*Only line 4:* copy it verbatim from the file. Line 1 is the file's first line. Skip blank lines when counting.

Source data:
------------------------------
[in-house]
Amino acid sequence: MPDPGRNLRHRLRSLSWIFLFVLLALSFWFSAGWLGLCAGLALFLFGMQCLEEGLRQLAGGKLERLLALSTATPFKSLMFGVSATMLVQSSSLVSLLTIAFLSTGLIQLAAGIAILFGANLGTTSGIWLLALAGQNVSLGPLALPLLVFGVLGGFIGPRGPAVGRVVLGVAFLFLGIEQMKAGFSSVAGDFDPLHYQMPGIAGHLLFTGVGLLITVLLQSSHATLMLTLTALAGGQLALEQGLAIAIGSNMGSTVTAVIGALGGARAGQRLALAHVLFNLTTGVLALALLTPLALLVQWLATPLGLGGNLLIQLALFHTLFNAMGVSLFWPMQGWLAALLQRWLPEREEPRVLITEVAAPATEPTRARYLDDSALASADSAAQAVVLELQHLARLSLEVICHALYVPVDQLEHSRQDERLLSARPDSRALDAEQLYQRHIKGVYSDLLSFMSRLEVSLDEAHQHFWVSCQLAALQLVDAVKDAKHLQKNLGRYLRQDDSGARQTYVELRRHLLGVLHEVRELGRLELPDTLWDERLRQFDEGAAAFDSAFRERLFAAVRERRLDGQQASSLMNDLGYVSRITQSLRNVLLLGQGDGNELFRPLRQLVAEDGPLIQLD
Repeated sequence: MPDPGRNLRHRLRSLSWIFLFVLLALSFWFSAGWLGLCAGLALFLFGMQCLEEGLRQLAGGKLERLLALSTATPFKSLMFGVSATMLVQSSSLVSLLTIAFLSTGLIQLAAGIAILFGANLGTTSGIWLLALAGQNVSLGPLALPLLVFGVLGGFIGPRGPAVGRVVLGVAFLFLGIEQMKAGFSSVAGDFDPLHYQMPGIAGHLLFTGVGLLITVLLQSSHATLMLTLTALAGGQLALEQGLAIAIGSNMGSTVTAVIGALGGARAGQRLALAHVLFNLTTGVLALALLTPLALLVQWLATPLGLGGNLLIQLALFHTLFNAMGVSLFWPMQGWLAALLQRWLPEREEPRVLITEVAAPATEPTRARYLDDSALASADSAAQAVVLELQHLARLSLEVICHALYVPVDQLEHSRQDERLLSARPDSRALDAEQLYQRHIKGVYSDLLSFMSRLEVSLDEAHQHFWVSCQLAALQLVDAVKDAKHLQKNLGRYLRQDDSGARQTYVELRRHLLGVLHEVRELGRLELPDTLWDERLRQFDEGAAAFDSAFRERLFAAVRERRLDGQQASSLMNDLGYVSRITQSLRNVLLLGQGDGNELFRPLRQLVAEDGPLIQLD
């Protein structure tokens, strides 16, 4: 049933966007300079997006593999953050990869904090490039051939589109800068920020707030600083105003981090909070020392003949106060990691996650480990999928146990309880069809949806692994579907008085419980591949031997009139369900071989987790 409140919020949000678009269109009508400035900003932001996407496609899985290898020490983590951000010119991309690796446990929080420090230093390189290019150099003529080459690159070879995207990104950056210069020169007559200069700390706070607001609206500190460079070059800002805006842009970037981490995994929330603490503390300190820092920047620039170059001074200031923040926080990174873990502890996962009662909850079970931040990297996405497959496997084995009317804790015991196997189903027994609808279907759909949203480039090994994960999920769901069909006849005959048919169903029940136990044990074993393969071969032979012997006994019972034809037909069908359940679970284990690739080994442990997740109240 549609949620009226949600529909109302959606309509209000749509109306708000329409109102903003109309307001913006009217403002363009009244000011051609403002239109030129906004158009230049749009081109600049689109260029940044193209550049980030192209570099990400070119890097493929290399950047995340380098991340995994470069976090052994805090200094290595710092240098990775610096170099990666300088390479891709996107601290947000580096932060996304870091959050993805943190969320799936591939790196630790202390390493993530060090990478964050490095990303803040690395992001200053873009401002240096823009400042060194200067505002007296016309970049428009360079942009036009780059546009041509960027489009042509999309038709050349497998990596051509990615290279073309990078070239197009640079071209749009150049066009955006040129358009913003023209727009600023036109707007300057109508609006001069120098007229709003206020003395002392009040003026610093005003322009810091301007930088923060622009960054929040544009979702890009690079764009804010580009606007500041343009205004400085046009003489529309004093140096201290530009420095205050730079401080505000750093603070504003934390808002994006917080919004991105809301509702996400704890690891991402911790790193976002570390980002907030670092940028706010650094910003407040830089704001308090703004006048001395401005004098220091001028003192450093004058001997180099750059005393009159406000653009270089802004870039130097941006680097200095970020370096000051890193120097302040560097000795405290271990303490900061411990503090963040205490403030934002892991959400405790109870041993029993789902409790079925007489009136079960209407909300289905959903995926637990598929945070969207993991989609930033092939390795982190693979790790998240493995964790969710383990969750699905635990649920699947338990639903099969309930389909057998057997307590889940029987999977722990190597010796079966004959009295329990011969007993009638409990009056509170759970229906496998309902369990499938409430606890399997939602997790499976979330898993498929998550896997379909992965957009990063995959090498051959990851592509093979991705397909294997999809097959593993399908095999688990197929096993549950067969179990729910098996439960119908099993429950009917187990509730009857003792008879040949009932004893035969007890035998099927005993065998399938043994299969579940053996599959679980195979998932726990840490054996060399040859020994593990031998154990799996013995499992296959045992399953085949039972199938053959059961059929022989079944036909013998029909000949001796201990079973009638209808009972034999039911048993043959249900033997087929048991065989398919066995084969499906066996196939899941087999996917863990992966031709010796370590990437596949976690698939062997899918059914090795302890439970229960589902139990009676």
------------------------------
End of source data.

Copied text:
């Protein structure tokens, strides 16, 4: 049933966007300079997006593999953050990869904090490039051939589109800068920020707030600083105003981090909070020392003949106060990691996650480990999928146990309880069809949806692994579907008085419980591949031997009139369900071989987790 409140919020949000678009269109009508400035900003932001996407496609899985290898020490983590951000010119991309690796446990929080420090230093390189290019150099003529080459690159070879995207990104950056210069020169007559200069700390706070607001609206500190460079070059800002805006842009970037981490995994929330603490503390300190820092920047620039170059001074200031923040926080990174873990502890996962009662909850079970931040990297996405497959496997084995009317804790015991196997189903027994609808279907759909949203480039090994994960999920769901069909006849005959048919169903029940136990044990074993393969071969032979012997006994019972034809037909069908359940679970284990690739080994442990997740109240 549609949620009226949600529909109302959606309509209000749509109306708000329409109102903003109309307001913006009217403002363009009244000011051609403002239109030129906004158009230049749009081109600049689109260029940044193209550049980030192209570099990400070119890097493929290399950047995340380098991340995994470069976090052994805090200094290595710092240098990775610096170099990666300088390479891709996107601290947000580096932060996304870091959050993805943190969320799936591939790196630790202390390493993530060090990478964050490095990303803040690395992001200053873009401002240096823009400042060194200067505002007296016309970049428009360079942009036009780059546009041509960027489009042509999309038709050349497998990596051509990615290279073309990078070239197009640079071209749009150049066009955006040129358009913003023209727009600023036109707007300057109508609006001069120098007229709003206020003395002392009040003026610093005003322009810091301007930088923060622009960054929040544009979702890009690079764009804010580009606007500041343009205004400085046009003489529309004093140096201290530009420095205050730079401080505000750093603070504003934390808002994006917080919004991105809301509702996400704890690891991402911790790193976002570390980002907030670092940028706010650094910003407040830089704001308090703004006048001395401005004098220091001028003192450093004058001997180099750059005393009159406000653009270089802004870039130097941006680097200095970020370096000051890193120097302040560097000795405290271990303490900061411990503090963040205490403030934002892991959400405790109870041993029993789902409790079925007489009136079960209407909300289905959903995926637990598929945070969207993991989609930033092939390795982190693979790790998240493995964790969710383990969750699905635990649920699947338990639903099969309930389909057998057997307590889940029987999977722990190597010796079966004959009295329990011969007993009638409990009056509170759970229906496998309902369990499938409430606890399997939602997790499976979330898993498929998550896997379909992965957009990063995959090498051959990851592509093979991705397909294997999809097959593993399908095999688990197929096993549950067969179990729910098996439960119908099993429950009917187990509730009857003792008879040949009932004893035969007890035998099927005993065998399938043994299969579940053996599959679980195979998932726990840490054996060399040859020994593990031998154990799996013995499992296959045992399953085949039972199938053959059961059929022989079944036909013998029909000949001796201990079973009638209808009972034999039911048993043959249900033997087929048991065989398919066995084969499906066996196939899941087999996917863990992966031709010796370590990437596949976690698939062997899918059914090795302890439970229960589902139990009676």